I was expecting to read the text. :(
This is no surprise. There's a lot of Monty Python style in Shakespeare, and he was definitely influenced by earlier sources, such as medieval morality plays, etc.
I saw a medieval comedy with a killer rabbit when i was a kid…by some troupe known as “Monty Python”
In medieval England people joked about killer rabbits. Must be a direct ancestor of Monty Python's rabbit - connection!

In medieval England there was a sketch about "Robin Hood, jousting bears, and partying pigs" yet there's no mention of Walt Disney.

I'd say it's a load of hogwash but I'm sure somewhere Becky Ferreira has written about how medieval Britons used to bathe their swine.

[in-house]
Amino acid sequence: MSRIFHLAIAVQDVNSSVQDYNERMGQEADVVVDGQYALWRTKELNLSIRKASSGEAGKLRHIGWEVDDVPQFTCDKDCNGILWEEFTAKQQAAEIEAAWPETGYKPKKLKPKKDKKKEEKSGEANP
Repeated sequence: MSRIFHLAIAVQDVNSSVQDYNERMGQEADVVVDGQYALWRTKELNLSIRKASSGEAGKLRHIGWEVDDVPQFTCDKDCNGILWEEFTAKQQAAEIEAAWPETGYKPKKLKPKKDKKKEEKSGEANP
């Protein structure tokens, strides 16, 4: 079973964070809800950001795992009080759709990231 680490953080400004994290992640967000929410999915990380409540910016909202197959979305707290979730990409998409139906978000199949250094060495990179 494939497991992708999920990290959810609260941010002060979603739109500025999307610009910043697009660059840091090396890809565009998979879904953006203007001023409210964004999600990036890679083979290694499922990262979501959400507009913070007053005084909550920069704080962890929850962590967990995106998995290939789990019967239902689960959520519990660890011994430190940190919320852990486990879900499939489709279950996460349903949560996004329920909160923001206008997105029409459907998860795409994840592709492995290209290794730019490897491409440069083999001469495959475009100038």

What if the killer rabbit bit proves this is a tongue-in-cheek modern forgery
I feel for the poor researcher that wrote "Until then, Heege’s work survives as a “vestige of medieval life lived vibrantly: the good times being as good as they ever have been, and probably ever will,” according to the study."

They so want to live in medival times bless them

And thus it was proved true that an artists value isn't known until they are dead.

In this case, it took six centuries for somebody to get their jokes.

   and for those who don't get *my* humor, it's a play on words about 'getting' jokes, physically, in written form
Got me thinking... what is the oldest, preserved joke? Is it still funny?
Here I am thinking, "but we already know about Jim Davidson and Andrew Dice Clay"
is there a link to the actual manuscript?

I think some of the posts on here are very anglo-centric. I like that HN is a place that serves no one particlar nation or people.